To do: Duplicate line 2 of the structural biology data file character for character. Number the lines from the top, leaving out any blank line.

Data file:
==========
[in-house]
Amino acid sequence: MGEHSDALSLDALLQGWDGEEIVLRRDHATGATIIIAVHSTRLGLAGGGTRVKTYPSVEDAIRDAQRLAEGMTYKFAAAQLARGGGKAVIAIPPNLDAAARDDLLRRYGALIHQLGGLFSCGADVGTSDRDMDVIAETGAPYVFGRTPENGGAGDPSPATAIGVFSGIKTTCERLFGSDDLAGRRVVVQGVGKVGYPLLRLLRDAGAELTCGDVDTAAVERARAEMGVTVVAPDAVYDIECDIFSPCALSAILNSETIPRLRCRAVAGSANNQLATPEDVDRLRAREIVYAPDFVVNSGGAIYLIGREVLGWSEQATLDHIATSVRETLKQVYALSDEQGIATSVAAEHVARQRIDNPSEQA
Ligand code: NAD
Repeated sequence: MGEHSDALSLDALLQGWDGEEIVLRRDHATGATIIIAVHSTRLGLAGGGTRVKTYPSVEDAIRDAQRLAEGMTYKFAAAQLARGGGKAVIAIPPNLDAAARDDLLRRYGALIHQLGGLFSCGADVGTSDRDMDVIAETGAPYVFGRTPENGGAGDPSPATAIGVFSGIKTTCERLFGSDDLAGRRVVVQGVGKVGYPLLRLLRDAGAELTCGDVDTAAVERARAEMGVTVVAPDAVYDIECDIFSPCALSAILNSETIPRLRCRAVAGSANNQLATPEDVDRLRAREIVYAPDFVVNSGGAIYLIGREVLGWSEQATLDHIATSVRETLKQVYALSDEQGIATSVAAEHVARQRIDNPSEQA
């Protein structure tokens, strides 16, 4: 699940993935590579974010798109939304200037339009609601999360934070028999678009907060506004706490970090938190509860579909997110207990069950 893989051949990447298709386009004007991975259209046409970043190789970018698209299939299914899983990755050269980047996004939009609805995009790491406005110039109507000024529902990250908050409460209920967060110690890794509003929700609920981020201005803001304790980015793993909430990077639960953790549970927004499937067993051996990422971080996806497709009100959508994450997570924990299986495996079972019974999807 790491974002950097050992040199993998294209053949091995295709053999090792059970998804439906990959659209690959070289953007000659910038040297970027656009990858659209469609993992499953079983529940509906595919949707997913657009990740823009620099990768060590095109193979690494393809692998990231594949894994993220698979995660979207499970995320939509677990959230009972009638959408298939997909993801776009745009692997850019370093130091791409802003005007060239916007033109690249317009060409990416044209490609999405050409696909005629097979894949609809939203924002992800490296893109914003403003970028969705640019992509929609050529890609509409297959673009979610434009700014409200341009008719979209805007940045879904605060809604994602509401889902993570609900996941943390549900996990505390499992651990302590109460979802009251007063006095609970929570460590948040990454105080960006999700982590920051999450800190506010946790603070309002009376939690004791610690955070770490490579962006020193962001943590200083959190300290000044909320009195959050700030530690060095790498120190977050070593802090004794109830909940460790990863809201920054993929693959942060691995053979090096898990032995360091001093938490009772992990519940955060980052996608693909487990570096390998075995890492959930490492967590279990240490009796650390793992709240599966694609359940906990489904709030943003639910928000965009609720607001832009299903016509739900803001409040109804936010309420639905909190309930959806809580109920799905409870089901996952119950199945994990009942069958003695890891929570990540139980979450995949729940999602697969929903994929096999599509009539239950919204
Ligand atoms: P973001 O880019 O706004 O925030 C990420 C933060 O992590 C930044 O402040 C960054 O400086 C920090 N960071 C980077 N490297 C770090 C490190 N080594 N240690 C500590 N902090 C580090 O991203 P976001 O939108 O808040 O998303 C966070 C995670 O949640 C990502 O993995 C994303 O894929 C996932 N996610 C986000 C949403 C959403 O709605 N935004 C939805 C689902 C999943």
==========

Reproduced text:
Amino acid sequence: MGEHSDALSLDALLQGWDGEEIVLRRDHATGATIIIAVHSTRLGLAGGGTRVKTYPSVEDAIRDAQRLAEGMTYKFAAAQLARGGGKAVIAIPPNLDAAARDDLLRRYGALIHQLGGLFSCGADVGTSDRDMDVIAETGAPYVFGRTPENGGAGDPSPATAIGVFSGIKTTCERLFGSDDLAGRRVVVQGVGKVGYPLLRLLRDAGAELTCGDVDTAAVERARAEMGVTVVAPDAVYDIECDIFSPCALSAILNSETIPRLRCRAVAGSANNQLATPEDVDRLRAREIVYAPDFVVNSGGAIYLIGREVLGWSEQATLDHIATSVRETLKQVYALSDEQGIATSVAAEHVARQRIDNPSEQA